Mudslinging Works--for a While


Over a year ago, Richard Riordan ordered some of his supporters to dig up dirt--on himself.

Riordan told me about the operation a while back. He had asked his associates to examine the records of his personal life as well as his dealings as an attorney and businessman. He said he wanted to be prepared when the dirt hit during his campaign for mayor of Los Angeles.

Snooping is part of today’s politics. The snoopers look for material to use in the attack advertisements that clutter up your television screen and your mailbox. In the grimy world of politics, the activity has been given the elevated title of “negative research.”


It turned out that Riordan made a smart move in doing negative research on himself as well as his opponent, Councilman Michael Woo. For they are locked in a campaign that in its final days is turning increasingly dirty.


The escalation has been evident all through May. Earlier in the month, Riordan supporters took over the microphones during a debate question-and-answer period, a move I thought had dirty tricks written all over it. Wednesday, Riordan was the victim.

During a debate on KABC radio, a woman in the audience at the Beverly Hilton asked if either of the two candidates had been arrested.

Riordan knew, at some point, the question would be asked about experiences that must have been singularly unpleasant: arrests for drunk driving and interfering with a friend’s arrest.

Primed, he answered calmly and quickly. “I was arrested a couple of times,” he said. The incidents occurred about 25 years ago, he said at the time, though he later disclosed there were actually three arrests from 1964 to 1975.

After the debate, the revelations unleashed the campaign press corps. We dashed up to the stage after the debate to ask follow-up questions. He provided a few more details and then walked away. He laughed as the reporters followed, throwing questions at him. But there was no laughter in his eyes.


It was a strange question. I’ve covered some rough political campaigns, but I’ve never heard anyone ask candidates whether they’ve been arrested. Reporters asked the questioner if the Woo campaign put her up to the job. She denied it. “And I’m the queen of England,” a cynical veteran of many campaigns commented later.

The incident was unusual only in the sense that it involved a live event, rather than television and mailed advertising, which is how the attacks usually reach the public. And some of the ads are really rough.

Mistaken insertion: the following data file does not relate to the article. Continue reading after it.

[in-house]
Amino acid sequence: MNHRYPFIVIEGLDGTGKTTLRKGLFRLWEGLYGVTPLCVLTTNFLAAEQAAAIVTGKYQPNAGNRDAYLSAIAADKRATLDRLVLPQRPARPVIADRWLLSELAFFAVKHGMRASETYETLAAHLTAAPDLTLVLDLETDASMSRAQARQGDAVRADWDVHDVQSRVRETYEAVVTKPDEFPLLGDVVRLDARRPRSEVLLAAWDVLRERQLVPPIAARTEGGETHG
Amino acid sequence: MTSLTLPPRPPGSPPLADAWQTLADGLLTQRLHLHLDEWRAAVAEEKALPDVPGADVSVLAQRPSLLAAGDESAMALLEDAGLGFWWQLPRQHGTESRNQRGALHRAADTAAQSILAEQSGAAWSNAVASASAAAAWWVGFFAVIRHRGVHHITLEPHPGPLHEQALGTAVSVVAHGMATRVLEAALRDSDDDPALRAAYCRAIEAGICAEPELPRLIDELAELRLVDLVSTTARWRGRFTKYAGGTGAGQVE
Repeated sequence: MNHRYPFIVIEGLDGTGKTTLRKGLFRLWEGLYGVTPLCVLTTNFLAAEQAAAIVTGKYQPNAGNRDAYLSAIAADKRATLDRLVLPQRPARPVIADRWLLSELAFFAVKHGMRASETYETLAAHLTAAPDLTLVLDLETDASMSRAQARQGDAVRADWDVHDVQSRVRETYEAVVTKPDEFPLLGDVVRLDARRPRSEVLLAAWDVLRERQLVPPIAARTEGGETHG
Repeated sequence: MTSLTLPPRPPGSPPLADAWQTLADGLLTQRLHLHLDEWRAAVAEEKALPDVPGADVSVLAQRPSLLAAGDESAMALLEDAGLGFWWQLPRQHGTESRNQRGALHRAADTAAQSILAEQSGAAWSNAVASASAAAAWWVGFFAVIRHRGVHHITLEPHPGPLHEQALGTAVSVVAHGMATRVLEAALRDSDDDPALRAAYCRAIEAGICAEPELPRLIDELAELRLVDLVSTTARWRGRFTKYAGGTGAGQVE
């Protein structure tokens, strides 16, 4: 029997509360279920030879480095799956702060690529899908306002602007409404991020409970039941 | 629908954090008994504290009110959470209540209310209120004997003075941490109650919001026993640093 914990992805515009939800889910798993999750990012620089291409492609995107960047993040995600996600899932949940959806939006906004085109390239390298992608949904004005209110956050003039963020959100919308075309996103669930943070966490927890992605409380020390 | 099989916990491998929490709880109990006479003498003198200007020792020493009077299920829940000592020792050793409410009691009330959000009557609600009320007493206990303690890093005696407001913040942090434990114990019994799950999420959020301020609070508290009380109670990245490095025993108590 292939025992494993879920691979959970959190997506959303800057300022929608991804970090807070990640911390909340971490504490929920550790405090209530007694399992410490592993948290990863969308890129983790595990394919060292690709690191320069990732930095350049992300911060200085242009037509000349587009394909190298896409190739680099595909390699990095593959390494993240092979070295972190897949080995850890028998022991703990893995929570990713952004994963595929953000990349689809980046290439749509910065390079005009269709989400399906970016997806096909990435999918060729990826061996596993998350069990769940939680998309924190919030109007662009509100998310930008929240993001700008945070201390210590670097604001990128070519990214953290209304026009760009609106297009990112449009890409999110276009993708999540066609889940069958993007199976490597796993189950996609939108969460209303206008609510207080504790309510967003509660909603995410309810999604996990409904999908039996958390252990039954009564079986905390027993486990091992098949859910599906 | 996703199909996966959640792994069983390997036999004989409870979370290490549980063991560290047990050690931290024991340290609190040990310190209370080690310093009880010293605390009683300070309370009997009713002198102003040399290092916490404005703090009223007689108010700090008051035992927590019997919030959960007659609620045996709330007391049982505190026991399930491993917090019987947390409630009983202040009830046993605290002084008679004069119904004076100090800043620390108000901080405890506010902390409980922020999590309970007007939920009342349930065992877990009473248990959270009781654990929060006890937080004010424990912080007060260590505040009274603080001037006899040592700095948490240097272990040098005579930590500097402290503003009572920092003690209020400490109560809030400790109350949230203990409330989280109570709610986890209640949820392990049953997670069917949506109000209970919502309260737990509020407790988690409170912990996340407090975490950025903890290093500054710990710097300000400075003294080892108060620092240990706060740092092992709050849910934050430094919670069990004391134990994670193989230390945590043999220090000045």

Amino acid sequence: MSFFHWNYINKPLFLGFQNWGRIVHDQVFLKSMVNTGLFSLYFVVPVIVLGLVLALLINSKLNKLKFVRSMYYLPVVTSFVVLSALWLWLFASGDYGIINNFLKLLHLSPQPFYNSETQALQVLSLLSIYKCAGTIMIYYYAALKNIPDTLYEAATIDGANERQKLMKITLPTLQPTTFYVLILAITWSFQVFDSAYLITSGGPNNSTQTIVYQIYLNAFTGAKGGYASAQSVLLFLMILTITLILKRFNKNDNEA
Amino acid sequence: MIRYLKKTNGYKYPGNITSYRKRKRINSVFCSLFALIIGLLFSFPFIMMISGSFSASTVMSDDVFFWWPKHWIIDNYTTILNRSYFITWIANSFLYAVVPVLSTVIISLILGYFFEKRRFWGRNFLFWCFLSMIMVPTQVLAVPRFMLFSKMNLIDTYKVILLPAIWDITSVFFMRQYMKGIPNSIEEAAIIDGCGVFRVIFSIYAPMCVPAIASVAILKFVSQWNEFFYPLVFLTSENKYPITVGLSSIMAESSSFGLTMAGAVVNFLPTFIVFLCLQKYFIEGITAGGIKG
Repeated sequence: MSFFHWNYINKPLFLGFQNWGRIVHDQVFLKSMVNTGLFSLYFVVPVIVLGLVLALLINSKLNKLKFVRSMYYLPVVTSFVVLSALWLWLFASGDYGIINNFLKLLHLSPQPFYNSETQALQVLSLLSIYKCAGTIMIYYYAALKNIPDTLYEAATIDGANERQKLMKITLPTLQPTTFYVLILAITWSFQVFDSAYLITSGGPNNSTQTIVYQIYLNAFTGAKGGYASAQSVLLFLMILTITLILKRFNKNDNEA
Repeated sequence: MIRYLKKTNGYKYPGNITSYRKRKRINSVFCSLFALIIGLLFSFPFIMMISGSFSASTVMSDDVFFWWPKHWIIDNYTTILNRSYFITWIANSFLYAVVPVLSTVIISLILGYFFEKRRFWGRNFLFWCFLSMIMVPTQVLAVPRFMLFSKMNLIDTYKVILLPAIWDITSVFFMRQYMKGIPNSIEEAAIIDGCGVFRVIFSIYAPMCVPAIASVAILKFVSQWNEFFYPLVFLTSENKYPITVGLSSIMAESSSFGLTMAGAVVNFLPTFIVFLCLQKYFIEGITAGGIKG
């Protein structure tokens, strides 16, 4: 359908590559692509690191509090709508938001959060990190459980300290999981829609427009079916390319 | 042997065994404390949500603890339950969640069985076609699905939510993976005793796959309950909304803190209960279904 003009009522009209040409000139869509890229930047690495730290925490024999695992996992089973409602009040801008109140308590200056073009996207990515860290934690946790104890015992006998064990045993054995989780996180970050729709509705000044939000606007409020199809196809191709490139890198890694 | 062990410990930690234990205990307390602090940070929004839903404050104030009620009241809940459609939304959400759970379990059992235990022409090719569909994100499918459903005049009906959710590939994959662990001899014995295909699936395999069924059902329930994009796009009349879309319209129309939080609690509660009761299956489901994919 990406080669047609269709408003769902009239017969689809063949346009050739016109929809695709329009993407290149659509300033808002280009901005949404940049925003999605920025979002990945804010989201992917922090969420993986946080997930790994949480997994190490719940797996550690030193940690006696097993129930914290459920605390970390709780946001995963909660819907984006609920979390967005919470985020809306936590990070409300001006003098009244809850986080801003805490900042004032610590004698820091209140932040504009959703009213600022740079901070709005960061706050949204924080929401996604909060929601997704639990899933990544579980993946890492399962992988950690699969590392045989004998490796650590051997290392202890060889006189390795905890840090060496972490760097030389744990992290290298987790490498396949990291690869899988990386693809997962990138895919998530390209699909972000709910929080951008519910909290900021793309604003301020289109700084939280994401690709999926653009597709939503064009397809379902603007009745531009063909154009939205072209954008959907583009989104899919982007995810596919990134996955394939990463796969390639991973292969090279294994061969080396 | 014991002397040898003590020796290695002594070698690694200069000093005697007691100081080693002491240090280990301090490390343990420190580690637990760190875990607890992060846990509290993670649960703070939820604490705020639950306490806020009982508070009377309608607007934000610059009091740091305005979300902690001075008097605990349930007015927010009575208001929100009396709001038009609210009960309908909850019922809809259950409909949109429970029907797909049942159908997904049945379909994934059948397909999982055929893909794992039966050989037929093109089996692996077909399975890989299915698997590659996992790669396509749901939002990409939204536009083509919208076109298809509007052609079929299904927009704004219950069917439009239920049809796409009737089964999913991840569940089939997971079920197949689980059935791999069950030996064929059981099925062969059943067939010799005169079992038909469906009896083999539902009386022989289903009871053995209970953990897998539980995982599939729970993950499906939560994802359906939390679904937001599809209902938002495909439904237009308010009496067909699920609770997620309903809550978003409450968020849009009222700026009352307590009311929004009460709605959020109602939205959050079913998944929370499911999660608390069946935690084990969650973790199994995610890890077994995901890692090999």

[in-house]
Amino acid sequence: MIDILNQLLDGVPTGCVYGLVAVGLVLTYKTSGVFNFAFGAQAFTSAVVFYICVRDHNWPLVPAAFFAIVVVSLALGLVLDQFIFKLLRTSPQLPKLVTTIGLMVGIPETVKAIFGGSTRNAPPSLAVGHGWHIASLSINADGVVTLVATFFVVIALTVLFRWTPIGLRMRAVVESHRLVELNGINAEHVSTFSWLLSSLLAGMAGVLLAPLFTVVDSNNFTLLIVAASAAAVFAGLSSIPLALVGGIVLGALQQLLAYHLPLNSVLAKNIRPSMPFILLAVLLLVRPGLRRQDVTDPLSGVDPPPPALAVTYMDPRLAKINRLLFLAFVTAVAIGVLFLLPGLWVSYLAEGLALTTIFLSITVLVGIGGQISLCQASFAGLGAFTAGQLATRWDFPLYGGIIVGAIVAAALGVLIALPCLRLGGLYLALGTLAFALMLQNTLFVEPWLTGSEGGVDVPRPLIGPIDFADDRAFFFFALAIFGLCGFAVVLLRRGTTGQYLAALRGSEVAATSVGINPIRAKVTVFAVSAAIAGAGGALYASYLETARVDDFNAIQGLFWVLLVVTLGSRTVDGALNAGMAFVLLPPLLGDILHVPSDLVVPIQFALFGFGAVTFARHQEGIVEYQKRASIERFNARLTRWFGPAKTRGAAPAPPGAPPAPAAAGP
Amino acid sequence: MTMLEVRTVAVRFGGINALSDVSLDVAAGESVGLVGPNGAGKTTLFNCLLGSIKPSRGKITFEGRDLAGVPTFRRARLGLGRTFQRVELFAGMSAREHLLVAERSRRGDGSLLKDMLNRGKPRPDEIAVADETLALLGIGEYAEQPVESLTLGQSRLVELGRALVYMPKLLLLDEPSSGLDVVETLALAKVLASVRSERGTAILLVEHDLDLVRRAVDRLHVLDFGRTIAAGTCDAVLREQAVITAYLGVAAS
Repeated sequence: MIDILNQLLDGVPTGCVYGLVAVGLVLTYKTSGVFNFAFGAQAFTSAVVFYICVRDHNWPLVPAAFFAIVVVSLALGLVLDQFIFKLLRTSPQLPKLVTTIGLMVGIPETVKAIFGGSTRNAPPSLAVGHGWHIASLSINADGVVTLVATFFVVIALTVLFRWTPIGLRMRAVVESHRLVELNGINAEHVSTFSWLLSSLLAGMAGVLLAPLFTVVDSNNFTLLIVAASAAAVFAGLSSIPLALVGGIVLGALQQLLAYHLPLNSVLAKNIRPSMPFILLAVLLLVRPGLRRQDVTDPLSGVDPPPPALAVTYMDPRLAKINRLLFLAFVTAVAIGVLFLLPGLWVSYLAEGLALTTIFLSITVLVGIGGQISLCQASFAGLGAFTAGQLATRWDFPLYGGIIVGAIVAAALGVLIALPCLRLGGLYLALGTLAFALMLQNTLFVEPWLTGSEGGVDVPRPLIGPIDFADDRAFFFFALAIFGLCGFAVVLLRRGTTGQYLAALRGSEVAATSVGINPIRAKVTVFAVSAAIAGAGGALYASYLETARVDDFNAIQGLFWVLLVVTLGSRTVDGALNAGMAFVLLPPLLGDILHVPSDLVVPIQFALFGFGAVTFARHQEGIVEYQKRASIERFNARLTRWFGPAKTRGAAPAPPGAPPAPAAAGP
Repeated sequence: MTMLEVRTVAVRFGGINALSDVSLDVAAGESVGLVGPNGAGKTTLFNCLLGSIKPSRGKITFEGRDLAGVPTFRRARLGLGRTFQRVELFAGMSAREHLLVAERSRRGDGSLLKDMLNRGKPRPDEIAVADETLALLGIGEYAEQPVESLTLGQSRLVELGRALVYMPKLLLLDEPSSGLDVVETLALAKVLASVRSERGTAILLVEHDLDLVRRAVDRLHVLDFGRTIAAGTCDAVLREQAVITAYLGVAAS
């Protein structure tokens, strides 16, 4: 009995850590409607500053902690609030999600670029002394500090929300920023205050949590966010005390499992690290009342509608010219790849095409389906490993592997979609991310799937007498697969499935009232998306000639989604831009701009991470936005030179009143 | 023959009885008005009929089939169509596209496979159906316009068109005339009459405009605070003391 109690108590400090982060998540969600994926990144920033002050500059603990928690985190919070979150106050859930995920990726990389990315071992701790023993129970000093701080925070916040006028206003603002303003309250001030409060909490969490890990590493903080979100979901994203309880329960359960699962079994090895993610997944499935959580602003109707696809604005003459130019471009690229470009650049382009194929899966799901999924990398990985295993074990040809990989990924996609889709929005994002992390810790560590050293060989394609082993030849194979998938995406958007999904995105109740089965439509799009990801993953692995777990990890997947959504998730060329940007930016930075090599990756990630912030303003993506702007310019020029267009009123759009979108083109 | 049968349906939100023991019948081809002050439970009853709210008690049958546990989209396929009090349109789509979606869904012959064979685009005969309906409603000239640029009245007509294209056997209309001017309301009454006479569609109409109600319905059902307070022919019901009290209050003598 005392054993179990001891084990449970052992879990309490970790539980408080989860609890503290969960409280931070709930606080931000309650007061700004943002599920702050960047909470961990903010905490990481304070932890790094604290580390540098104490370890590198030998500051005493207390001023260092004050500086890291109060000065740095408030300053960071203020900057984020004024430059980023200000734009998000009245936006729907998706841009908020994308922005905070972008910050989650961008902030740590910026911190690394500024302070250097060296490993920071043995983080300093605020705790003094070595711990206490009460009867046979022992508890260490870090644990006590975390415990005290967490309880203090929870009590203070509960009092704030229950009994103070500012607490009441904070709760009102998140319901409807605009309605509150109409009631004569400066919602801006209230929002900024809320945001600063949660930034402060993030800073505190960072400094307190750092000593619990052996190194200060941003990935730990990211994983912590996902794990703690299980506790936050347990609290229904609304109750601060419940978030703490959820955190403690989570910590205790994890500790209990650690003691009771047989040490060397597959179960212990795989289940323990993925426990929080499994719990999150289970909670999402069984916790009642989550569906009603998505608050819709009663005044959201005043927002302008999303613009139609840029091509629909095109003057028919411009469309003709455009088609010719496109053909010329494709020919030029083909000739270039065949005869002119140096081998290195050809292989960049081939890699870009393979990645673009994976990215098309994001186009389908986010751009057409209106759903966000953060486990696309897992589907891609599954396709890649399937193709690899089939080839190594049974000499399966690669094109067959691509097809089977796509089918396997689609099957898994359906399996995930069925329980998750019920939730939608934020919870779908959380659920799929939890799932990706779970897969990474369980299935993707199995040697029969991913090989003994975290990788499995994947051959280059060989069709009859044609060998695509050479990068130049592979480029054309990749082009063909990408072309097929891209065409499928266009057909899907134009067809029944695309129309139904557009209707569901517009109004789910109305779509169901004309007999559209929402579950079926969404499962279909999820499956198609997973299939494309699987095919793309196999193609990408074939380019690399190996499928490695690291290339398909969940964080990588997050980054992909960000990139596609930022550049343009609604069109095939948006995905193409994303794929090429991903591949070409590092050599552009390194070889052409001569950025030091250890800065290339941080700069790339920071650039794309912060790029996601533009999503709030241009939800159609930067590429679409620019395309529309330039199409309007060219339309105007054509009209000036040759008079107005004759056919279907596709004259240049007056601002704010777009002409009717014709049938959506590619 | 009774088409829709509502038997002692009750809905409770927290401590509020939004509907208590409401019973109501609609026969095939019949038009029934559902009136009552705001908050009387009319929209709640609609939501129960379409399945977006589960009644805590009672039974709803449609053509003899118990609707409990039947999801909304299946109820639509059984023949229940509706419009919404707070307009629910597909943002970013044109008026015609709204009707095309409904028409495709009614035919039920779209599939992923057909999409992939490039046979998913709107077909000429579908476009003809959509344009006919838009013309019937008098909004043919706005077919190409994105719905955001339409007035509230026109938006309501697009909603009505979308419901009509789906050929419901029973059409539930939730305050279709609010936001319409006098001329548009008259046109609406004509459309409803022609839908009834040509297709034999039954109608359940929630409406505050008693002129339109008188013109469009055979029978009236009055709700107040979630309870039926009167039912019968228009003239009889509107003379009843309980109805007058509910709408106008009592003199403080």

“Mike Woo broke his promise to protect women from crime,” proclaimed a Riordan pamphlet that arrived in the mail last week. On the cover is a panel of colored pictures all showing the same woman. On the bottom picture, we see a red stain, presumably blood. On the inside is a large picture of what appears to be a body, presumably the woman’s, with a large red stain on it. In case you don’t get it, the text proclaims: “Mike Woo: A record on crime that could kill you.”

Woo was in the mail the same week with his own mean message: “Dick Riordan--destroying jobs to make a quick buck.” It concluded with the central message of the Woo campaign: “You just can’t trust Dick Riordan to make L.A. work.”


“Punch, counterpunch” is how the process is described by campaign consultant Richard Lichtenstein, who isn’t involved in the mayoral race. “What it does to the average voter is to muddy up the waters.”

In other words, the process is designed to breed confusion, and it’s easy to do in this particular mayoral election. Despite the newspapers’ heavy coverage, television’s lack of interest in the election has left voters short of information. And each candidate has liabilities.


Riordan’s is that he started out the campaign relatively unknown. Woo’s liability is that he has built up negative images in the voters’ minds while serving as a councilman during some of the city’s roughest years.

“Mike has a difficult message to craft because he is the insider,” Lichtenstein said. “He has to assume responsibility for what is going on. Dick runs for change. Woo has to go after Riordan in a more personal way, (to say) that he doesn’t have the capacity to run government.”

That explains the theme of the Woo campaign: Who can you trust to run L.A.? Woo told me that the approach has worked. He said his advertising stopped the push that Riordan was given by his strong showing in the primary. He said his polls show a tightening race where Riordan once looked likely to run away with it. Reading similar polls, Riordan is firing back. Thus his bloody attack on Woo on the all-important crime issue.

Political managers argue that negative campaigning works. So hold your nose. It’s going to get worse.

But it doesn’t really work. The new mayor will stagger into office with a reputation slightly less tattered than that of the loser. And after the candidates have devoted so much time to attack, I wonder if they’ll have the energy to come up with something positive.

It’s sad. The negative research snoops are generally pretty intelligent. Too bad their brains aren’t unleashed on reviving our economy.